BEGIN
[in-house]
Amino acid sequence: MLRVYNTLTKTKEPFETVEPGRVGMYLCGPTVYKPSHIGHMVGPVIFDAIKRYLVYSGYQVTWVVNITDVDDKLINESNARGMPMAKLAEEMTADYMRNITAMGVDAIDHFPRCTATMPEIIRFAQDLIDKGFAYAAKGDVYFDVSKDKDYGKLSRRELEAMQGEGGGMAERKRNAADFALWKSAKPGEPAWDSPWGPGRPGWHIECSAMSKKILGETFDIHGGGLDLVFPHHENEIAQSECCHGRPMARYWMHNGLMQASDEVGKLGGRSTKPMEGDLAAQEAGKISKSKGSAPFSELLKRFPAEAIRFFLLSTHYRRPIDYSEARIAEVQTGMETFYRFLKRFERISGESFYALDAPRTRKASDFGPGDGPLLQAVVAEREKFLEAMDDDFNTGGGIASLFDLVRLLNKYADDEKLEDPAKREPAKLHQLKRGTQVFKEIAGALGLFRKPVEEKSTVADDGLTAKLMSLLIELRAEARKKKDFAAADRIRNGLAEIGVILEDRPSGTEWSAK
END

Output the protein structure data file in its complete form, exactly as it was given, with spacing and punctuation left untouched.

[in-house]
Amino acid sequence: MLRVYNTLTKTKEPFETVEPGRVGMYLCGPTVYKPSHIGHMVGPVIFDAIKRYLVYSGYQVTWVVNITDVDDKLINESNARGMPMAKLAEEMTADYMRNITAMGVDAIDHFPRCTATMPEIIRFAQDLIDKGFAYAAKGDVYFDVSKDKDYGKLSRRELEAMQGEGGGMAERKRNAADFALWKSAKPGEPAWDSPWGPGRPGWHIECSAMSKKILGETFDIHGGGLDLVFPHHENEIAQSECCHGRPMARYWMHNGLMQASDEVGKLGGRSTKPMEGDLAAQEAGKISKSKGSAPFSELLKRFPAEAIRFFLLSTHYRRPIDYSEARIAEVQTGMETFYRFLKRFERISGESFYALDAPRTRKASDFGPGDGPLLQAVVAEREKFLEAMDDDFNTGGGIASLFDLVRLLNKYADDEKLEDPAKREPAKLHQLKRGTQVFKEIAGALGLFRKPVEEKSTVADDGLTAKLMSLLIELRAEARKKKDFAAADRIRNGLAEIGVILEDRPSGTEWSAK